New systems and tools available to help detect mastitis faster

Boehringer Ingelheim
Earlier mastitis detection can improve cow health and reduce economic losses.

Considering that clinical mastitis can cost between $128 and $444 per cow each year1-3 and subclinical mastitis can average $110 per cow annually,4 it may be worth investing in a mastitis detection system that fits your operation. Early mastitis detection is often the key to reducing the impact of this disease in a dairy herd.

“There are a variety of technologies used in precision dairy farming to more closely monitor physiological, behavioral and production indicators of individual animals,” explained Mark van der List, DVM, Boehringer Ingelheim.

“A few of these technologies are already being marketed in the United States, and are currently being implemented on some dairies,” he added. “But we’re likely to see more widespread adoption of these systems here as they become more accurate, precise and affordable.”

Types of Technology

Because mastitis impacts an animal in a variety of ways, researchers have taken several approaches to detecting the earliest signs of disease. Here is a quick review of the most common approaches:

Measuring electrical conductivity — Mastitis changes the concentration of sodium and chloride in the milk, which can be measured with electrical conductivity systems, said van der List. “These systems have been around quite a while and can be affordable, but are known for producing a lot of false positives.”

Monitoring rumen temperatures — An ingestible biosensor can be used in each animal to wirelessly communicate real-time measurement of rumen temperature. An alert is sent when a significant rise in the cow’s body temperature is detected, which could be an early sign of a problem. Because a sophisticated sensor is required for each cow, the cost can be prohibitive.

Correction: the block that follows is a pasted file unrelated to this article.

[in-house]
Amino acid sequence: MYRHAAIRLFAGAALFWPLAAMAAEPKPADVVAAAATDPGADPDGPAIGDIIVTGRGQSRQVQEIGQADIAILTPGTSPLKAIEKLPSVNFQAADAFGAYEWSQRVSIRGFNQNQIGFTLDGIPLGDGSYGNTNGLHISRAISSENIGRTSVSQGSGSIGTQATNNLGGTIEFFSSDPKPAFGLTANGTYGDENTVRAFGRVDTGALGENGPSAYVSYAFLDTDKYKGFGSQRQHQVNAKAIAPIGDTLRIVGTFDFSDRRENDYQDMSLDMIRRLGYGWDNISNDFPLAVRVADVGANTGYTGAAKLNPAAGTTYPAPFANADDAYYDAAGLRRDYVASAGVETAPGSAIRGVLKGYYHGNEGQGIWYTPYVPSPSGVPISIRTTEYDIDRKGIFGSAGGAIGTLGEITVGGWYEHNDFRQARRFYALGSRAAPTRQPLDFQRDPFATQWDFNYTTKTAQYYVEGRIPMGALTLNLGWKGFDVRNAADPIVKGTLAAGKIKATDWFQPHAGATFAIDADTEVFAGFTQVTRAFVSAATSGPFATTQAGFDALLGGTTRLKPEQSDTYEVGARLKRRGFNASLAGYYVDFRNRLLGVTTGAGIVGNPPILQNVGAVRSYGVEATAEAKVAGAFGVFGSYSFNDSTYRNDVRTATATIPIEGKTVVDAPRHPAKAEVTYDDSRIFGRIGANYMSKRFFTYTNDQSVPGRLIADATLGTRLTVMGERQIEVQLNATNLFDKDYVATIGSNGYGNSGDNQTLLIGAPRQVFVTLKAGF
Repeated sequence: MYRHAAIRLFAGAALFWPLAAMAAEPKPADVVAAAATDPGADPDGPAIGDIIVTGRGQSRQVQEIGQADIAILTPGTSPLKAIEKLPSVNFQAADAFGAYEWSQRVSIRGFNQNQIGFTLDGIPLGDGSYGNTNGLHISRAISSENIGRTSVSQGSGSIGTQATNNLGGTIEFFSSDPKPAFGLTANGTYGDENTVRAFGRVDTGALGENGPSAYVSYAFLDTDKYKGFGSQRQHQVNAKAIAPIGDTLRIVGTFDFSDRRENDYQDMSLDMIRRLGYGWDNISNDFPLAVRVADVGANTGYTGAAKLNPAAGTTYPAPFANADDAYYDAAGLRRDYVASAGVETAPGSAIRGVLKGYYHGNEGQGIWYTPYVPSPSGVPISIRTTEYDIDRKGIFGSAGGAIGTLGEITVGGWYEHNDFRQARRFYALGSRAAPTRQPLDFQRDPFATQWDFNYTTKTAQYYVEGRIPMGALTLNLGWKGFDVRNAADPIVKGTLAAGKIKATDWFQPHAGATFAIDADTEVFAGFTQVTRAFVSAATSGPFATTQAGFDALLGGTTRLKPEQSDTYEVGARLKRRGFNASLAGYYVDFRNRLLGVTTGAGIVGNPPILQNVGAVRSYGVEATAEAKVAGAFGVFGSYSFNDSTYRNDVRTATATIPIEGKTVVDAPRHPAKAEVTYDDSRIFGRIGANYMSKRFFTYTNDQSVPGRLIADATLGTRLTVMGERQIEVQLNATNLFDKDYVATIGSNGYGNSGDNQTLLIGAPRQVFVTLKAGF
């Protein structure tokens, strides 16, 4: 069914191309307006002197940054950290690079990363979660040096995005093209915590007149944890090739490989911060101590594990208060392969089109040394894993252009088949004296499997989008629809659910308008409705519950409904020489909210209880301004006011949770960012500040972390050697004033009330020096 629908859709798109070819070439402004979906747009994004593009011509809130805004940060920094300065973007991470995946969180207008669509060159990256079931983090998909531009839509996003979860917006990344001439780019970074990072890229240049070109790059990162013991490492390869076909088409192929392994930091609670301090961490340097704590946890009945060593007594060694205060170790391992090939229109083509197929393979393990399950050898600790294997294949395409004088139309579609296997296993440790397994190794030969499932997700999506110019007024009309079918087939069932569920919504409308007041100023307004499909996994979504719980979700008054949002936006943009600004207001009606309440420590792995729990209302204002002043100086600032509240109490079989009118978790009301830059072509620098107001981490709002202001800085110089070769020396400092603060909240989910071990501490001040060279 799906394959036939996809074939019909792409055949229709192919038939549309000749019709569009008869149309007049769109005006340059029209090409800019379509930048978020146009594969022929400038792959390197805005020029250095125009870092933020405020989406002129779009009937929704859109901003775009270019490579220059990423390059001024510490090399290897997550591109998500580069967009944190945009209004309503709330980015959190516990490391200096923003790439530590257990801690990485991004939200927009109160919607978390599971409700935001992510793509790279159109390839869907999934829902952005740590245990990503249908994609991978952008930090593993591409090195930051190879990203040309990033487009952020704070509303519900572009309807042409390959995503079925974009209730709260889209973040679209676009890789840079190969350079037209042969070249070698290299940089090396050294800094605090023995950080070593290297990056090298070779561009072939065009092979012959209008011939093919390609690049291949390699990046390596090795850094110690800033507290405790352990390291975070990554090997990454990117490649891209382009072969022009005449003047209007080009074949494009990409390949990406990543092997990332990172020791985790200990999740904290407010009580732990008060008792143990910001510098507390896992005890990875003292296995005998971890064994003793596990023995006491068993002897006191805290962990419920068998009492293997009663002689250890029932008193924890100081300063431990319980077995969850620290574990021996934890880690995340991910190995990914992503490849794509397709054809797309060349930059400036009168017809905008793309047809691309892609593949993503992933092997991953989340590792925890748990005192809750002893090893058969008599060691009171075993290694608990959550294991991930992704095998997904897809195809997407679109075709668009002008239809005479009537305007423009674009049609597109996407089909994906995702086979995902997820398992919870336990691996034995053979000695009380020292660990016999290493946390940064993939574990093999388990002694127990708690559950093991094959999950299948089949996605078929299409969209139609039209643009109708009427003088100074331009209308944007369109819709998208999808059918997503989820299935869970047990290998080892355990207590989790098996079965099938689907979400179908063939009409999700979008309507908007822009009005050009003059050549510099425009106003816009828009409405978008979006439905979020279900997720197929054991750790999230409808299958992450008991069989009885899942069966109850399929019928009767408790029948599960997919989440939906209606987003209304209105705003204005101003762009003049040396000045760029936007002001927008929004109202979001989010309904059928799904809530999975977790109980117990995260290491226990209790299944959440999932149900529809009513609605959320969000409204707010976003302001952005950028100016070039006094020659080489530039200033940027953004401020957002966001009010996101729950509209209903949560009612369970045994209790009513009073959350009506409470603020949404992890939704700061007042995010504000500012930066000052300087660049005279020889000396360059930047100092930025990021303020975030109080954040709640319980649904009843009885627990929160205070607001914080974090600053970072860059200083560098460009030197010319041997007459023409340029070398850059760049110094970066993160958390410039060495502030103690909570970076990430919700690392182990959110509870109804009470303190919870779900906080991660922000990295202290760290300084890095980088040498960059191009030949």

Sensing color variations — Sensors can be used to detect blood in milk and to highlight color pattern changes in images of infected quarters that might indicate flakes or clots in milk, as well as other foreign materials.

Mass spectroscopy of milk — This technology measures the mass-to-charge ratio of one or more molecules in a sample, and can be used to identify changes in milk constituents, such as somatic cell counts and mastitis-causing pathogens.

Biosensors for certain components — The enzyme L-lactate dehydrogenase is released in an immune response, so its increase can be measured with biosensors in cows with early mastitis.

These tools are being incorporated, and sometimes combined, into in-line milking systems to make mastitis detection more automated, and to help dairy producers detect the disease sooner, noted Dr. van der List. “Alerts provided by these types of technologies will help determine when to collect a sample and do a bacterial culture.”

Consider On-farm Culturing

A simpler and more accessible diagnostic tool that dairy producers are beginning to use more often is an on-farm mastitis culturing system. This tool enables producers to run bacteriological cultures in just 24 hours on their own farm. The plates used indicate if there is bacterial growth and whether the growth is Gram-positive or Gram-negative. Other plates available to producers can indicate if the pathogen is a streptococci — these mastitis cases are often subclinical for days and even weeks before resulting in clinical mastitis.

“Not all mastitis cases require antibiotic treatment such as mild to moderate cases of Gram-negative or no-growth ” said Dr. van der List. “As a result, many producers can reduce their overall antibiotic use.”

Requirements for an on-farm lab are rather simple:

  • One-time purchase of an incubator
  • Ongoing supplies of sampling vials and plates, sterile swabs
  • A small, clean area to work in
  • One to two employees trained in correct sampling and equipment use procedures

The cost of supplies for a simple on-farm culturing system runs about $3 per sample plus the initial incubator purchase ($50 to $100).5

It is important that these on-farm culture systems are managed in cooperation with the herd veterinarian as they are meant to guide treatment protocols — not diagnose pathogens, and they will not detect Mycoplasma.

“Work with your herd veterinarian to regularly review mastitis cases, and make sure you’re using the proper treatment protocols,” concluded Dr. van der List. “It’s also helpful to maintain a relationship with a milk quality lab to periodically confirm your on-farm culturing result interpretations.”